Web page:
Solar Plan: to produce 30 per cent of electricity from renewable energy sources
Title: Support the implementation of the Tunisian Solar Plan
Commissioned by: German Federal Ministry for the Environment, Nature Conservation and Nuclear Safety (BMU)
Lead executing agency: Ministry of Energy, Mines and Energy Transition (MEMTE)
Overall term: 2015 to 2021
In May 2005, the Tunisian Government passed a law promoting electricity generation from renewable sources. A government decision in 2016 and further implementing provisions brought the law into effect.
The law provides for 30 per cent of electricity to be produced from renewable energy sources by 2030: an ambitious goal, since the current share is 3 per cent. The rest of the country’s electricity is produced by natural gas.
Furthermore, the Tunisian Government is committed under the Paris Agreement to Nationally Determined Contributions (NDCs).These provide for a 41 per cent reduction in the country’s emissions by 2030.The energy sector, which in 2012 was responsible for more than half of Tunisia’s greenhouse gas emissions, will have to make the largest contribution.
The Tunisian Government is successfully implementing the Tunisian Solar Plan (TSP), developing renewable energy on a large scale and complying with the agreed climate protection contributions.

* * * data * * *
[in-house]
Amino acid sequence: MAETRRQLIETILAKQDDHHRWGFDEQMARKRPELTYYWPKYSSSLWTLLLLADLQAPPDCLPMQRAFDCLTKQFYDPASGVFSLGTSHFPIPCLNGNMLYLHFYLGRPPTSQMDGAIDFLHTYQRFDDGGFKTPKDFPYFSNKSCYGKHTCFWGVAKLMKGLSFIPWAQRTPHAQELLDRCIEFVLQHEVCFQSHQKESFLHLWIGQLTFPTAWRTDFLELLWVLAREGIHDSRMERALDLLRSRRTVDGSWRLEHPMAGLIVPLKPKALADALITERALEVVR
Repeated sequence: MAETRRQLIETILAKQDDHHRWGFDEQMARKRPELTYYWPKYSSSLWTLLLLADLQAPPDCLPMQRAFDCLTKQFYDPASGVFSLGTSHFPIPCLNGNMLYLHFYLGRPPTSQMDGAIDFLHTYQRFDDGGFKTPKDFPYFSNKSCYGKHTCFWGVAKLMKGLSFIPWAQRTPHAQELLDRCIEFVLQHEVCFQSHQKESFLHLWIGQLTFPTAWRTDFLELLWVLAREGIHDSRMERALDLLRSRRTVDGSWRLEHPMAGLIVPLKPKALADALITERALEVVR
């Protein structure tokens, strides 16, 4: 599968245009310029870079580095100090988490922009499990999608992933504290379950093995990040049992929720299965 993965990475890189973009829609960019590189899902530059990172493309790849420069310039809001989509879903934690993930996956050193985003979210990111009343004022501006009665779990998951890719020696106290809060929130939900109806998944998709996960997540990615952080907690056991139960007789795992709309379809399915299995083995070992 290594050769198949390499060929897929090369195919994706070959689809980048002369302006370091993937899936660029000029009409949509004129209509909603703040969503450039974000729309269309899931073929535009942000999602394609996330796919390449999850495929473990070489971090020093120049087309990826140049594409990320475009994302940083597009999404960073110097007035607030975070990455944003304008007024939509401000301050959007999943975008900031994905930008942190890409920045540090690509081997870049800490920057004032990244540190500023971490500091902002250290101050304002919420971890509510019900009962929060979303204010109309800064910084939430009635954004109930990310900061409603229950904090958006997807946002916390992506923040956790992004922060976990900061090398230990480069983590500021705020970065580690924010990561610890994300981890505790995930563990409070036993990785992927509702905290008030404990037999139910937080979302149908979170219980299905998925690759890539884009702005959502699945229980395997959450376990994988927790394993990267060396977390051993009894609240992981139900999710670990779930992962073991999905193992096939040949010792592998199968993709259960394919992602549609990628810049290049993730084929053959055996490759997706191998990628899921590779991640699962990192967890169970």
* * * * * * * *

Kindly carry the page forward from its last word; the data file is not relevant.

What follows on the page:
The project provides policy advice with the support of national and international technical, financial and legal experts. It aims to develop effective regulations and structures, as well as to build and optimise tendering procedures to attract private national and international capital for renewable energy in Tunisia.
Through continuing education and professional training courses, specialists and managers from participating institutions and Tunisian private businesses are improving their skills to help implement the TSP. Internationally recognised experts are instructing them in the requisite methods and equipping them with new software tools.
The project is also setting up a financing agreement with Tunisian universities to build a specialist network for macro-economic analysis. This is aimed at supporting policy-makers in their ongoing efforts to adapt the energy and low-emissions strategy.
- The project has prepared tender documents for large-scale photovoltaic and wind farms, as well as proposals for improving the award process for small-scale projects.
- The call for tenders for 500-megawatt photovoltaic plants resulted in one of the current cheapest tariffs on the African continent: 22 euros per megawatt-hour.
- The processes laid down in the TSP have been compiled into guidelines for developers and investors.
- Numerous training courses and software tools are being provided for the national energy supplier to prepare it for the challenge of variable renewable energy sources.
- The Tunisian private sector is receiving support for the implementation of the projects, as well as targeted training.
- The École Nationale des Ingénieurs Tunis (ENIT) has signed a financing agreement with the project to build a pool of experts for macro-economic modelling.